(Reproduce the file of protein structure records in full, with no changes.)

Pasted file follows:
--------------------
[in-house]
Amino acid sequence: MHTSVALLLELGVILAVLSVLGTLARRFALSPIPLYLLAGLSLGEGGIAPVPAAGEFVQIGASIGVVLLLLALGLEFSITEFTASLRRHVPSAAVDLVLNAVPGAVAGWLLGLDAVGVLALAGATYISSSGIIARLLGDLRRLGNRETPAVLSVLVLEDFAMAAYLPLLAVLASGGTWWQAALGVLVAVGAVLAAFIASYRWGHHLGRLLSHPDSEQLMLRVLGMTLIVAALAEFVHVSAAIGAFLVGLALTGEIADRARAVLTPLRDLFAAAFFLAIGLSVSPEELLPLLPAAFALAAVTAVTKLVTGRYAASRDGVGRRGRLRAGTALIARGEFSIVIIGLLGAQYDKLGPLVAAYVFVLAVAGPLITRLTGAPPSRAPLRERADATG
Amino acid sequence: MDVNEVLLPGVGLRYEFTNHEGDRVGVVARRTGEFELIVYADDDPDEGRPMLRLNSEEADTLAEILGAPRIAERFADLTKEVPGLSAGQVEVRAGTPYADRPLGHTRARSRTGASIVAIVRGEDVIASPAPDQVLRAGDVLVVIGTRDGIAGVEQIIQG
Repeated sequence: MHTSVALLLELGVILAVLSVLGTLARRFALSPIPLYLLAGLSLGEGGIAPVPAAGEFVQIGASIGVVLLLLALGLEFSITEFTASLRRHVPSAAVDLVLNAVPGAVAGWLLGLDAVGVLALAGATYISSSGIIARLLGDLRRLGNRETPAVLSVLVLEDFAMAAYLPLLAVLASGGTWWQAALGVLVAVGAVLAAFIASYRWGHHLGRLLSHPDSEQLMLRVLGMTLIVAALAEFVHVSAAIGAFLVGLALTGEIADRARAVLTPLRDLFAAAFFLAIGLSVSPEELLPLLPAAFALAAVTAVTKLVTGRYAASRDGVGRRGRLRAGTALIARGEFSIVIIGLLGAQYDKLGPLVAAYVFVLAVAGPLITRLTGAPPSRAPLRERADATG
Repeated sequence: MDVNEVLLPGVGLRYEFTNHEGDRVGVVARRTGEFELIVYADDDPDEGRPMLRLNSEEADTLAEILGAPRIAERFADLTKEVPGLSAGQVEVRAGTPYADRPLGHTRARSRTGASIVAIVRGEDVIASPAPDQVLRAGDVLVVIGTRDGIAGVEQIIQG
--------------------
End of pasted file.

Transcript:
[in-house]
Amino acid sequence: MHTSVALLLELGVILAVLSVLGTLARRFALSPIPLYLLAGLSLGEGGIAPVPAAGEFVQIGASIGVVLLLLALGLEFSITEFTASLRRHVPSAAVDLVLNAVPGAVAGWLLGLDAVGVLALAGATYISSSGIIARLLGDLRRLGNRETPAVLSVLVLEDFAMAAYLPLLAVLASGGTWWQAALGVLVAVGAVLAAFIASYRWGHHLGRLLSHPDSEQLMLRVLGMTLIVAALAEFVHVSAAIGAFLVGLALTGEIADRARAVLTPLRDLFAAAFFLAIGLSVSPEELLPLLPAAFALAAVTAVTKLVTGRYAASRDGVGRRGRLRAGTALIARGEFSIVIIGLLGAQYDKLGPLVAAYVFVLAVAGPLITRLTGAPPSRAPLRERADATG
Amino acid sequence: MDVNEVLLPGVGLRYEFTNHEGDRVGVVARRTGEFELIVYADDDPDEGRPMLRLNSEEADTLAEILGAPRIAERFADLTKEVPGLSAGQVEVRAGTPYADRPLGHTRARSRTGASIVAIVRGEDVIASPAPDQVLRAGDVLVVIGTRDGIAGVEQIIQG
Repeated sequence: MHTSVALLLELGVILAVLSVLGTLARRFALSPIPLYLLAGLSLGEGGIAPVPAAGEFVQIGASIGVVLLLLALGLEFSITEFTASLRRHVPSAAVDLVLNAVPGAVAGWLLGLDAVGVLALAGATYISSSGIIARLLGDLRRLGNRETPAVLSVLVLEDFAMAAYLPLLAVLASGGTWWQAALGVLVAVGAVLAAFIASYRWGHHLGRLLSHPDSEQLMLRVLGMTLIVAALAEFVHVSAAIGAFLVGLALTGEIADRARAVLTPLRDLFAAAFFLAIGLSVSPEELLPLLPAAFALAAVTAVTKLVTGRYAASRDGVGRRGRLRAGTALIARGEFSIVIIGLLGAQYDKLGPLVAAYVFVLAVAGPLITRLTGAPPSRAPLRERADATG
Repeated sequence: MDVNEVLLPGVGLRYEFTNHEGDRVGVVARRTGEFELIVYADDDPDEGRPMLRLNSEEADTLAEILGAPRIAERFADLTKEVPGLSAGQVEVRAGTPYADRPLGHTRARSRTGASIVAIVRGEDVIASPAPDQVLRAGDVLVVIGTRDGIAGVEQIIQG